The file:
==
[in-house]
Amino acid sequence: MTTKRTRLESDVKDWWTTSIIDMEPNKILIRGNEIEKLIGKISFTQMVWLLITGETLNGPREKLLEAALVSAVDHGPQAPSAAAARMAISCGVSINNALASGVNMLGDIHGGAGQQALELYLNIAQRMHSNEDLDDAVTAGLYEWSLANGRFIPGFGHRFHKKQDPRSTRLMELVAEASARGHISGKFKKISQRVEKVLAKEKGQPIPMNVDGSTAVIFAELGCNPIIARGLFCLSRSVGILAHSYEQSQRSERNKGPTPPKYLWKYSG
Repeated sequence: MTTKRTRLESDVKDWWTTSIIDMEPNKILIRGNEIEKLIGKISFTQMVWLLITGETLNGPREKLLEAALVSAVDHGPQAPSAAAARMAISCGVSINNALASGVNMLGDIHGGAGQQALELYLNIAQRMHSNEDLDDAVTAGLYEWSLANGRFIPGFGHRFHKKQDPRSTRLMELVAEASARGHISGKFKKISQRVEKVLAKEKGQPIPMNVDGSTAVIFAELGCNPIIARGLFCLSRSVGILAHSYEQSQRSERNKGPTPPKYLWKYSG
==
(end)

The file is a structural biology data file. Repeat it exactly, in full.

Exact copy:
[in-house]
Amino acid sequence: MTTKRTRLESDVKDWWTTSIIDMEPNKILIRGNEIEKLIGKISFTQMVWLLITGETLNGPREKLLEAALVSAVDHGPQAPSAAAARMAISCGVSINNALASGVNMLGDIHGGAGQQALELYLNIAQRMHSNEDLDDAVTAGLYEWSLANGRFIPGFGHRFHKKQDPRSTRLMELVAEASARGHISGKFKKISQRVEKVLAKEKGQPIPMNVDGSTAVIFAELGCNPIIARGLFCLSRSVGILAHSYEQSQRSERNKGPTPPKYLWKYSG
Repeated sequence: MTTKRTRLESDVKDWWTTSIIDMEPNKILIRGNEIEKLIGKISFTQMVWLLITGETLNGPREKLLEAALVSAVDHGPQAPSAAAARMAISCGVSINNALASGVNMLGDIHGGAGQQALELYLNIAQRMHSNEDLDDAVTAGLYEWSLANGRFIPGFGHRFHKKQDPRSTRLMELVAEASARGHISGKFKKISQRVEKVLAKEKGQPIPMNVDGSTAVIFAELGCNPIIARGLFCLSRSVGILAHSYEQSQRSERNKGPTPPKYLWKYSG